Let’s keep the good times going with a song from a relatively new-ish band that should soon be making waves across the continent with their energetic mix of surf-rock and jangle pop-rock. That band is Beach Fuzz, who reside in the grand city of Philadelphia that is more known for its cheesesteaks than its beaches (there are no beaches in Philly if you’re wondering). Ten days ago, they released their new EP, Holding On, which is streaming everywhere right now and available on Bandcamp. From this great little record is “The Difference Between”, and we have to warn you that you’ll probably be wiggling your hips while listening to it.
The song echoes of summer. It is jubilant, a bit quirky, and immensely fun. The guitars ring with a jangly infectious quality while the rhythms groove in the background. They provide the setting for front-man Ross Aronow’s extremely relatable story of an individual having the oh-so-typical relationship issues. But instead of being combative and confrontational, he ignores the problems and pretends they don’t exist. But as is always the case, the issues don’t disappear. They only get worse.
“It’s the difference between
You and me that’s got me worried about these things
And I’m laying in bed right here till I fall asleep
It’s too much work to wake me from this dream
I keep asking questions – I fear the answers”
Our advice to everyone is do not fear a relationship with Ross Aronow, John Crane, Jack Venneri, Jack Dratch, and Eric Juelke. These five young men are worth the investment in time and a few dollars.
Teenage Fanclub – “The Sun Won’t Shine On Me” (Bellshill, Scotland)
RIYL: The Beach Boys, Midlake, Grandaddy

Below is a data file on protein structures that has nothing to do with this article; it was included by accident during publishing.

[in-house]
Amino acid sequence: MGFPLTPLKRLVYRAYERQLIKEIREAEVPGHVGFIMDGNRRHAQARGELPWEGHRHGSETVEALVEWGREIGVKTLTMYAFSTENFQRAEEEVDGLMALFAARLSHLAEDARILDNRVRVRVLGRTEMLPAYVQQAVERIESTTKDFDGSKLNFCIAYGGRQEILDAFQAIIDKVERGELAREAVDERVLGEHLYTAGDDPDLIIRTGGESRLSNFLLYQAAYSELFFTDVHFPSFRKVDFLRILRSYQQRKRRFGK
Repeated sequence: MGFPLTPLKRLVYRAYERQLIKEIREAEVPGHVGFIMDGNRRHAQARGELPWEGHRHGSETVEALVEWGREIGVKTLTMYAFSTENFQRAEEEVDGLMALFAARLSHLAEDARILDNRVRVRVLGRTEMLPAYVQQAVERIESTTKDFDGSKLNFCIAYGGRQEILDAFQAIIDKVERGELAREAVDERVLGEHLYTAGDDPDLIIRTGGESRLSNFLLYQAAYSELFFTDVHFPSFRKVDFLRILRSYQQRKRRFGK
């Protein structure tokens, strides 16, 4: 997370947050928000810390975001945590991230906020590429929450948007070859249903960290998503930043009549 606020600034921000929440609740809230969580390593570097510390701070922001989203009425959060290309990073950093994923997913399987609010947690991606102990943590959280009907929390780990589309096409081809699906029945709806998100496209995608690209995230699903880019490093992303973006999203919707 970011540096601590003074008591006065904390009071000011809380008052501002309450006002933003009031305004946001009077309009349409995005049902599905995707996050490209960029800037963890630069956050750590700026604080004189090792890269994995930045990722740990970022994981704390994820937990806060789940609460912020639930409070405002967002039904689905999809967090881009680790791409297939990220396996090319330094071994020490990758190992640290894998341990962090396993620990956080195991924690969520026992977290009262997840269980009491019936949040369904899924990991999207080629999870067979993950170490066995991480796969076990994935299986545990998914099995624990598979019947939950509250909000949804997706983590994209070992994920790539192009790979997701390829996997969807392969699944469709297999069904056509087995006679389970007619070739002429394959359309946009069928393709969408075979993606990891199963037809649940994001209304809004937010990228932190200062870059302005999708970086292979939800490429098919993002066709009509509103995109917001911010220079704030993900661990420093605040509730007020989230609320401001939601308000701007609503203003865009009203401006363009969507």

Ask any longtime listener of Scottish band Teenage Fanclub to sum up their sound in one word, and you will hear a wide range of adjectives. Cathartic. Vibrant. Stirring. What you won’t hear are complaints of repetitive or boring. That’s because this group has mastered the art of uniting with listeners through their music. Their melodies spark connections and their verses deepen those bonds. Whether they are rocking hard or gently crooning, the indie legends continue to enrich those ties with each release. Their newest single is a lush exploration of their mellower side.
“The Sun Won’t Shine on Me” envelops listeners in a melancholy haze. The languid intro features bright guitars that seem to have originated in ‘60s-era San Francisco. Sway along as Norman Blake delivers the musings of a brokenhearted troubadour. Try, if you dare, to resist the fever dream charm as he bemoans the loss of love. Only the hardest of hearts are immune to these lines:
“I have lost any sense of belonging
I am drifting like ice on the sea
With a troubled mind I am in decline
And the sun won’t shine on me
We had love that I thought was forever
But it travelled 180 degrees
With a troubled mind I am in decline
And the sun won’t shine on me”
Teenage Fanclub are: Norman Blake (vocals, guitar), Raymond McGinley (vocals, lead guitar), Francis MacDonald (drums, vocals), Dave McGowan (bass, vocals), and Euros Childs (keys, vocals).